Open Wide And Say Yee-Haw! Dentist Goes West In Song

Feb 25, 2012
Originally published on February 29, 2012 11:20 am

"I'm living the dream." Just hearing the phrase is probably enough to make you roll your eyes and groan. Yet Montana songwriter D.W. Groethe knows someone who, years ago, managed to do just that.

"He was my dentist," Groethe says.

No joke. In fact, Groethe wrote a song in honor of the man who at one time cleaned his teeth.

"So I'm in his office one day, and I'd known him for years," Groethe says. "And he goes, 'Dave, you're going to have to find another dentist. I've sold my practice.' And I've got my mouth full of stuff, so I'm goin' [makes sound like his mouth is full of tubes] — you know, that kind of thing. And I said, 'What?' finally. 'What are you going to do?'

"And he stopped and, with a straight look in my face, he says, 'My whole life, all I've wanted to be is a cowboy.'

"And then, a few years after that, I went down to Medora to the Dakota Cowboy Poetry Gathering. And here comes George walking up — he's got a big old cowboy hat on, the whole works like that. And I went to myself, 'You know, he actually did it!' He sold her out, moved down south of Baker, Mont. He bought an outfit down there, and started raising longhorns and taking care of the horses and everything else they have down there. I mean, he was a cowboy. And he's never been happier.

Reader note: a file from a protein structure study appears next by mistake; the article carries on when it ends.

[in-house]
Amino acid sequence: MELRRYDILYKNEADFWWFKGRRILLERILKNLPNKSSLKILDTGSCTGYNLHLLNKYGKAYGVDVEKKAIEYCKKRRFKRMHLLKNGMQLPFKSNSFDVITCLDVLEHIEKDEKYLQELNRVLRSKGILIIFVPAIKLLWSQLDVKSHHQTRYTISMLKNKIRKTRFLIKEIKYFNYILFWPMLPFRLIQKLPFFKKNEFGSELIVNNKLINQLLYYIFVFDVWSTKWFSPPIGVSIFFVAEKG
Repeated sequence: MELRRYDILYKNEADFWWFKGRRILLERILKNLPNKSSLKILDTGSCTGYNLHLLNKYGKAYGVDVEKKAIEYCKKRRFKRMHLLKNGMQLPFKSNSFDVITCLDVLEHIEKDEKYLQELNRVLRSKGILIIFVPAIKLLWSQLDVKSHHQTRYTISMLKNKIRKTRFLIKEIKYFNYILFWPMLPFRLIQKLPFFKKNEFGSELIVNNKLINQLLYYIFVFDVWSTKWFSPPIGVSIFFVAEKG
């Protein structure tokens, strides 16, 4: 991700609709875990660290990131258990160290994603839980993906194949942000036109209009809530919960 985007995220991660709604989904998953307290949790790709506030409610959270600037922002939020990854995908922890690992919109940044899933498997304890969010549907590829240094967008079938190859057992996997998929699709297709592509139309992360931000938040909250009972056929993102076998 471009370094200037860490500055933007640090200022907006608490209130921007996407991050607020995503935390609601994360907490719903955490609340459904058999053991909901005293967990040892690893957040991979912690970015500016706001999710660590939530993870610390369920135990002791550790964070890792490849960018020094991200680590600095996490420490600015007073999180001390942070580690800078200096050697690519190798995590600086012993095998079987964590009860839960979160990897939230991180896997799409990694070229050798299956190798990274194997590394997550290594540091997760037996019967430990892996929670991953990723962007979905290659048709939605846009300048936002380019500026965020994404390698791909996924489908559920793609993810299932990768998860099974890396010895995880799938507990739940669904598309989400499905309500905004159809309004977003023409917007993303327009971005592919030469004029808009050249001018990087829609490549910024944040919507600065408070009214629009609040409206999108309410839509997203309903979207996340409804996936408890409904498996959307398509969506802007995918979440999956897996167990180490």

"A few years back, I was reading a little article in the regional section in the paper. And there's this little headline — it says, 'Medora Man Has North Dakota's Largest Herd of Longhorns.' And, by God, if he didn't. I just laughed when I read this article. And it was within probably that evening, and if not that evening it was certainly by the next evening, I'd written that song."

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RACHEL MARTIN, HOST:

Now, in much the same way Alexander was inspired by Simon Norton's ability to live on his own terms, Montana songwriter D.W. Groethe was moved by a friend who years ago, gave up a successful career to follow a dream.

D.W. GROETHE: He was my dentist.

MARTIN: Groethe wrote a song about his former dentist. We hear more in this installment of "What's in a Song?"

(SOUNDBITE OF A SONG, "ONE FOR THE WORKING COWBOY")

(SOUNDBITE OF A SONG, "ONE FOR THE WORKING COWBOY")

(SOUNDBITE OF A SONG, "ONE FOR THE WORKING COWBOY")

(SOUNDBITE OF MUSIC)

MARTIN: "What's in a Song?" is produced by Hal Cannon and Taki Telonidis, of the Western Folklife Center. Transcript provided by NPR, Copyright NPR.